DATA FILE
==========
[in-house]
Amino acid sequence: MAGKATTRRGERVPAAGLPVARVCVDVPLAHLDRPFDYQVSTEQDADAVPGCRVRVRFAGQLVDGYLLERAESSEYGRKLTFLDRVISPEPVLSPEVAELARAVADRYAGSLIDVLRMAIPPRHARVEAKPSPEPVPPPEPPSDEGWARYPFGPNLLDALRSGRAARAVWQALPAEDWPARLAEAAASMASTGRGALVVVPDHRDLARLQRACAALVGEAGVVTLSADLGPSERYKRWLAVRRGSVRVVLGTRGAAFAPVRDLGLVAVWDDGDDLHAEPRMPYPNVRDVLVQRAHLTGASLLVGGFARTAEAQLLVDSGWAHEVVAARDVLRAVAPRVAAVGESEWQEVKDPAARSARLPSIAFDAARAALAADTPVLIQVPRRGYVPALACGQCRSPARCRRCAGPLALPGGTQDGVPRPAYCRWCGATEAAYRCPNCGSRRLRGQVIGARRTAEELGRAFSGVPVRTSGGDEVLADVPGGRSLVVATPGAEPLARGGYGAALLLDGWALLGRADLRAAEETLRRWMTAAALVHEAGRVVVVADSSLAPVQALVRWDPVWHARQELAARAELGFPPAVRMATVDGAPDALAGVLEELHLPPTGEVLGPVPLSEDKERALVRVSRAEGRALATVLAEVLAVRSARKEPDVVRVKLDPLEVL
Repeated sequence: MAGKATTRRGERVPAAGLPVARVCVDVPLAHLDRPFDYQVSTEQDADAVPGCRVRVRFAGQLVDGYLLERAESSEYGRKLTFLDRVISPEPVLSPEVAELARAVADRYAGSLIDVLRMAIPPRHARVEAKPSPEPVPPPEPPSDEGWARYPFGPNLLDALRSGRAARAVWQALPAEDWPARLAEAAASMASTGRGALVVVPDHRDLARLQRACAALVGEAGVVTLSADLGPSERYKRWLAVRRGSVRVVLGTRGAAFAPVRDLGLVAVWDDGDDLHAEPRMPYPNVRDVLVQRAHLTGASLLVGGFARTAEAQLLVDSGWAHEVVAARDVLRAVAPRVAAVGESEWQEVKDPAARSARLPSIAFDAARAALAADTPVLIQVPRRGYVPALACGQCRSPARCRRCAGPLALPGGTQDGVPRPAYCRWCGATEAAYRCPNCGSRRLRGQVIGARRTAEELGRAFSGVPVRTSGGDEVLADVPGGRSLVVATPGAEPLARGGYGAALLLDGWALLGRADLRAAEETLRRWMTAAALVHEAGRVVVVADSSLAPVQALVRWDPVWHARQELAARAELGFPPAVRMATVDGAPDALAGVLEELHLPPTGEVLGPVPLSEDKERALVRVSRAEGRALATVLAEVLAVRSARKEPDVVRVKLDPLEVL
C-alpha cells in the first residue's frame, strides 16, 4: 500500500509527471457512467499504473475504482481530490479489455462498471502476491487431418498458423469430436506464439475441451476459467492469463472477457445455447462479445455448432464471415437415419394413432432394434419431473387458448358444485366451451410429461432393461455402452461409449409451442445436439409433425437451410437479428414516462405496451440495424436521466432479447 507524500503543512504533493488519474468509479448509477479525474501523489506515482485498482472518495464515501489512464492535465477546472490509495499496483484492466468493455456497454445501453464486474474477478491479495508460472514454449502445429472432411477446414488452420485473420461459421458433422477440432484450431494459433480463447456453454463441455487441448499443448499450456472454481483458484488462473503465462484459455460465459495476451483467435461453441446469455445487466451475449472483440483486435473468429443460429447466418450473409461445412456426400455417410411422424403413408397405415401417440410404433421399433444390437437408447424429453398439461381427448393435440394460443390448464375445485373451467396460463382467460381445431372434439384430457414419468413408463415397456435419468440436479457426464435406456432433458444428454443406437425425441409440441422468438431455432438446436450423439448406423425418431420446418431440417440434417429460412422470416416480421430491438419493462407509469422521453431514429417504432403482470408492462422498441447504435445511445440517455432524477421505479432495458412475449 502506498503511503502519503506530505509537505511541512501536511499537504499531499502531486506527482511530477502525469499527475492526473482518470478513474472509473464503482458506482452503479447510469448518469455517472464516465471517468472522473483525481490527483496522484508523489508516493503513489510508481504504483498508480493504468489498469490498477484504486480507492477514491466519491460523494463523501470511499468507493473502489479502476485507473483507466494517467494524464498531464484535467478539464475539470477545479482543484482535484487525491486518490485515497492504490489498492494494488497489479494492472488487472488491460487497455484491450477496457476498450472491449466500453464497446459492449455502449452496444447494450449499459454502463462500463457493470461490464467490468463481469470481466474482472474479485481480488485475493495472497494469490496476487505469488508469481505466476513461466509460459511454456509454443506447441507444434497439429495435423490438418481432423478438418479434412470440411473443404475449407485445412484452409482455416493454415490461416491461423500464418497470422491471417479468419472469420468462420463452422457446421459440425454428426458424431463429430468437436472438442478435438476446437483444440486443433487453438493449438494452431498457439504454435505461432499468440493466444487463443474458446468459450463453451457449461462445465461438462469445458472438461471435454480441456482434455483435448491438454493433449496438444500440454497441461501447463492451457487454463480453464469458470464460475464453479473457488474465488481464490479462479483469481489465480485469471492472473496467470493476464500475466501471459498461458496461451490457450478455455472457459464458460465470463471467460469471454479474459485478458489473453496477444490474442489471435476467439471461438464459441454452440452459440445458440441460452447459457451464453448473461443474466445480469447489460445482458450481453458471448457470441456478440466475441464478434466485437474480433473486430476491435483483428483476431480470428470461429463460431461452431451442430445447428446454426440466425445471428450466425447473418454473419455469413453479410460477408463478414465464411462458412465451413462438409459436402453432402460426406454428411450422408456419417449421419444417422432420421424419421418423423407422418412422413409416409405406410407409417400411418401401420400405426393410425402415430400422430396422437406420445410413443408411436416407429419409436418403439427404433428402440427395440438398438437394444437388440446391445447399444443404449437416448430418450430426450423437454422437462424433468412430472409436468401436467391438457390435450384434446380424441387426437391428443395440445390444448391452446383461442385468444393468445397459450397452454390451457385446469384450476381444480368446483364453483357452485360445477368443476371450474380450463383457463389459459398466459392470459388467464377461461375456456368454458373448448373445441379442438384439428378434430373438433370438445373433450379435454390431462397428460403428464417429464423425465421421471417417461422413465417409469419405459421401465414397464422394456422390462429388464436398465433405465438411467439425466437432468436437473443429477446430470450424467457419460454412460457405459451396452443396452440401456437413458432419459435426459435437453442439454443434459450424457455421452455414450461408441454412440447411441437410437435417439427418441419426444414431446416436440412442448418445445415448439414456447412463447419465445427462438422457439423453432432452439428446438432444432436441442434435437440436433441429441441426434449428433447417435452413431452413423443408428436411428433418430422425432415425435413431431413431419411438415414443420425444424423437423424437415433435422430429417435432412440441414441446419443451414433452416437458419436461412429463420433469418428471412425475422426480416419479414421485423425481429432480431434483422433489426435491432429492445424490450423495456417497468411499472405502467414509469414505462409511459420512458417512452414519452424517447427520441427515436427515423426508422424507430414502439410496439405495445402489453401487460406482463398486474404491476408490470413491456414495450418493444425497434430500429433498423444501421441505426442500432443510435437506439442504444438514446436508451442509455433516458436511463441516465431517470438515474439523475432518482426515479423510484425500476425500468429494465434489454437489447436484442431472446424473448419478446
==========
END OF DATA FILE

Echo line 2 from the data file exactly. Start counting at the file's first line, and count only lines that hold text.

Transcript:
Amino acid sequence: MAGKATTRRGERVPAAGLPVARVCVDVPLAHLDRPFDYQVSTEQDADAVPGCRVRVRFAGQLVDGYLLERAESSEYGRKLTFLDRVISPEPVLSPEVAELARAVADRYAGSLIDVLRMAIPPRHARVEAKPSPEPVPPPEPPSDEGWARYPFGPNLLDALRSGRAARAVWQALPAEDWPARLAEAAASMASTGRGALVVVPDHRDLARLQRACAALVGEAGVVTLSADLGPSERYKRWLAVRRGSVRVVLGTRGAAFAPVRDLGLVAVWDDGDDLHAEPRMPYPNVRDVLVQRAHLTGASLLVGGFARTAEAQLLVDSGWAHEVVAARDVLRAVAPRVAAVGESEWQEVKDPAARSARLPSIAFDAARAALAADTPVLIQVPRRGYVPALACGQCRSPARCRRCAGPLALPGGTQDGVPRPAYCRWCGATEAAYRCPNCGSRRLRGQVIGARRTAEELGRAFSGVPVRTSGGDEVLADVPGGRSLVVATPGAEPLARGGYGAALLLDGWALLGRADLRAAEETLRRWMTAAALVHEAGRVVVVADSSLAPVQALVRWDPVWHARQELAARAELGFPPAVRMATVDGAPDALAGVLEELHLPPTGEVLGPVPLSEDKERALVRVSRAEGRALATVLAEVLAVRSARKEPDVVRVKLDPLEVL